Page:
Interdisciplinary courses provide MOS students with opportunities to learn side by side with students in the MPT and MOT programs. These courses also integrate additional seminar-oriented interdisciplinary experiences with faculty and students from the departments of psychology, nursing, industrial engineering, and art. Since the MOS curriculum focuses on orthotics, students receive an unprecedented level of advanced education and training within a single discipline (Figure 2). To accomplish this, the MOS curriculum integrates several themes including research, clinical education, human anatomy and movement analysis, business and leadership/management, geriatrics, pediatrics and special populations, and unique topics.

Figure 2
Figure 2:
The curriculum of the MOS degree is a 2-year full-time program involving didactic lecture, clinical patient laboratory, technical fabrication laboratory and research components. Clinical internships are integrated into the curriculum beginning the second semester of the first year.


A group of four research courses comprise the first curricular theme. These courses are designed to teach students the essential methods of research in order to add to the body of knowledge and determine the efficacy of orthotic management and patient care. To accomplish this, courses are integrated with established curriculum in the MOT graduate program. MOS students develop research proposals alongside MOT students as part of the interdisciplinary experience. The first in the series of research courses begins in the first semester of the professional graduate program. This introductory course covers topics such as information search strategies and techniques of evaluating scientific literature. The second course offered during the second semester teaches students how to develop a clear, concise, and manageable research hypothesis. During the third semester, the third research course teaches students methods of data collection. The final course offered during the fourth semester includes data synthesis, interpretation, and report completion, which culminate in the completion of a research report. The sequencing of these research courses teaches students research methodology using a predictable organized approach. Interdepartmental research collaborations are encouraged during the fifth and final semester. This allows students sufficient time to complete their research report and deliver an oral presentation. All research manuscripts are archived in the university library and MOS program. Exceptional research manuscripts will be submitted to research journals for publication.


Clinical internships commence during the second semester of the MOS curriculum and continue throughout the remainder of the program. These off campus supervised patient care and technical fabrication experiences allow students to apply the knowledge gained in didactic and laboratory courses. A series of rotations are arranged among regional clinical orthotics practices. These experiences exceed the 250-hour minimum NCOPE standard 3 to enhance relationships with local clinical facilities and prepare students for the required 1-year residency following completion of the MOS program. 11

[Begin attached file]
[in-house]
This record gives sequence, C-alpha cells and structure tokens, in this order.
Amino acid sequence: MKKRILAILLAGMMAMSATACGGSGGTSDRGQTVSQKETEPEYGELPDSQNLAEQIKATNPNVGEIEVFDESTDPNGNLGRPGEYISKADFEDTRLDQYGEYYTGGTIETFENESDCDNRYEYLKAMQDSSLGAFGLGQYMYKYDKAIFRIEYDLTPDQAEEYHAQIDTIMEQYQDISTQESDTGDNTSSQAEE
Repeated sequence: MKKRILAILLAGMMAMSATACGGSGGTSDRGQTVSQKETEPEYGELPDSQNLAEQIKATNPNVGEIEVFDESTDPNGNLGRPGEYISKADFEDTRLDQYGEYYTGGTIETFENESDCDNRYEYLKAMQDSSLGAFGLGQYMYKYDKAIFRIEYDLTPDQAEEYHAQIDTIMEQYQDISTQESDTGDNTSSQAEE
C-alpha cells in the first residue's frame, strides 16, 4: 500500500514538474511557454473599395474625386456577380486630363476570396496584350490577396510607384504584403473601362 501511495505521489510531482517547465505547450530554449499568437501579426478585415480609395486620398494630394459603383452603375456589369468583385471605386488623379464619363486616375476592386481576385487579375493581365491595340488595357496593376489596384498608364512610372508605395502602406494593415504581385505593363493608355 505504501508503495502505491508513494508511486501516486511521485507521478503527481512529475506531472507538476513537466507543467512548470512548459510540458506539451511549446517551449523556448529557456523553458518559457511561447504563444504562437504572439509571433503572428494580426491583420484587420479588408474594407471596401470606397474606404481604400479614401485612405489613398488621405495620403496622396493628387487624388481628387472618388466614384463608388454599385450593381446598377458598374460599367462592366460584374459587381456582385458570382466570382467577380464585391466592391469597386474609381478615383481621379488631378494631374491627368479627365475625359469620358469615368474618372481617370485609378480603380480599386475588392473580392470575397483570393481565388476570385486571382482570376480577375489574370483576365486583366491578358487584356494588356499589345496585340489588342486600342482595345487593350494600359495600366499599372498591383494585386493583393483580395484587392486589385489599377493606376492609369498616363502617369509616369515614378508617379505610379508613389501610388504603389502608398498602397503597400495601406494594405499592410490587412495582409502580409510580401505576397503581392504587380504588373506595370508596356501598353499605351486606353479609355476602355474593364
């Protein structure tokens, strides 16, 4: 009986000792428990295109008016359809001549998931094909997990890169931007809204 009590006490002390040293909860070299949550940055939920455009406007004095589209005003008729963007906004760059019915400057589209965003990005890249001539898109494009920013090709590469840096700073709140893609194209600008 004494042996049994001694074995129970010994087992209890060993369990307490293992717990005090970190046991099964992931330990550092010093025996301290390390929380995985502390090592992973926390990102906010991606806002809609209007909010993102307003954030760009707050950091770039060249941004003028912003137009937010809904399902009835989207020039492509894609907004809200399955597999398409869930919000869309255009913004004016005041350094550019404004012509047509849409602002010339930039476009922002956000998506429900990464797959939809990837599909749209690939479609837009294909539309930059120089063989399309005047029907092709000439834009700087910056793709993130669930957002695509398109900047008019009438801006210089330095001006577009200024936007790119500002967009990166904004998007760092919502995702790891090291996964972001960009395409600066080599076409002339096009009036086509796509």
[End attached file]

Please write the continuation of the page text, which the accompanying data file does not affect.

The link between anatomy and kinesiology/biomechanics is reinforced through interdisciplinary teaching within the departments of Biology, Physical Therapy, and Occupational Therapy. An advanced cadaver dissection course in human gross anatomy, offered via the Department of Biology, is sequenced with the Kinesiology/Biomechanics course offered through the Department of Physical Therapy. These courses emphasize clinically-oriented advanced content in anatomy of the spine and extremities and trigonometry-based biomechanical principles. An additional course in upper-extremity kinesiology, offered through the Department of Occupational Therapy, enhances student knowledge in upper-extremity biomechanics. The combination of these interdepartmental courses provides MOS students with an unprecedented opportunity for interdisciplinary advanced learning and assessment of clinically-oriented applied human biomechanics and kinesiology.


Emphasis on leadership and management is addressed through a collaborative course taught by faculty in the departments of Occupational Therapy and Orthotic Science who possess clinical certification and a Master’s degree in business administration. Students learn concepts of practice management, strategies of cost-contained care, legal aspects of care, billing, service-quality assessment, and documentation. Each student develops an interdisciplinary project such as the formulation of a multispecialty rehabilitation clinic program, refining a billing and documentation strategy for clinical practice, developing efficient orthotic care strategies, etc. A written report and oral presentation is required. The report is archived in the departments of Occupational Therapy and Orthotic Science.